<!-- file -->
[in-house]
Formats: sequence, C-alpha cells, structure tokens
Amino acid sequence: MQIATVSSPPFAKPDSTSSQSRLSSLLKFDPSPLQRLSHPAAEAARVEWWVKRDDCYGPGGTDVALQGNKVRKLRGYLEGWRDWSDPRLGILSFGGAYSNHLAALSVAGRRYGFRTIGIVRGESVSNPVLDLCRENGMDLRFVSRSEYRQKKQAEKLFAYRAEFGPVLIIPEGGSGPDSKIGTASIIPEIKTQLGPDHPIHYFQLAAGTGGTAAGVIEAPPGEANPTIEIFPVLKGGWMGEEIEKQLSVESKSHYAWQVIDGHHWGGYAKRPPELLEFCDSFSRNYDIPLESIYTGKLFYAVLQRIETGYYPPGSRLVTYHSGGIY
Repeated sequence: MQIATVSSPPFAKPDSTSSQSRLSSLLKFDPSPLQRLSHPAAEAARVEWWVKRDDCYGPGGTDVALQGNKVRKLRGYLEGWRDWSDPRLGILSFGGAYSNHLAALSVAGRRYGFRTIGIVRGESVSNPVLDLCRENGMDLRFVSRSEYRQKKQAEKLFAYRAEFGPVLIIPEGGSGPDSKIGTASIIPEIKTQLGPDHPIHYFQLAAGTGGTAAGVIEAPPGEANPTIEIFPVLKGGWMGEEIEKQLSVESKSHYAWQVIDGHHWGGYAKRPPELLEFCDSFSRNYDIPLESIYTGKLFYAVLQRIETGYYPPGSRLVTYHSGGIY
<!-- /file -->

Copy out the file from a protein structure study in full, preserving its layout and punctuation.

[in-house]
Formats: sequence, C-alpha cells, structure tokens
Amino acid sequence: MQIATVSSPPFAKPDSTSSQSRLSSLLKFDPSPLQRLSHPAAEAARVEWWVKRDDCYGPGGTDVALQGNKVRKLRGYLEGWRDWSDPRLGILSFGGAYSNHLAALSVAGRRYGFRTIGIVRGESVSNPVLDLCRENGMDLRFVSRSEYRQKKQAEKLFAYRAEFGPVLIIPEGGSGPDSKIGTASIIPEIKTQLGPDHPIHYFQLAAGTGGTAAGVIEAPPGEANPTIEIFPVLKGGWMGEEIEKQLSVESKSHYAWQVIDGHHWGGYAKRPPELLEFCDSFSRNYDIPLESIYTGKLFYAVLQRIETGYYPPGSRLVTYHSGGIY
Repeated sequence: MQIATVSSPPFAKPDSTSSQSRLSSLLKFDPSPLQRLSHPAAEAARVEWWVKRDDCYGPGGTDVALQGNKVRKLRGYLEGWRDWSDPRLGILSFGGAYSNHLAALSVAGRRYGFRTIGIVRGESVSNPVLDLCRENGMDLRFVSRSEYRQKKQAEKLFAYRAEFGPVLIIPEGGSGPDSKIGTASIIPEIKTQLGPDHPIHYFQLAAGTGGTAAGVIEAPPGEANPTIEIFPVLKGGWMGEEIEKQLSVESKSHYAWQVIDGHHWGGYAKRPPELLEFCDSFSRNYDIPLESIYTGKLFYAVLQRIETGYYPPGSRLVTYHSGGIY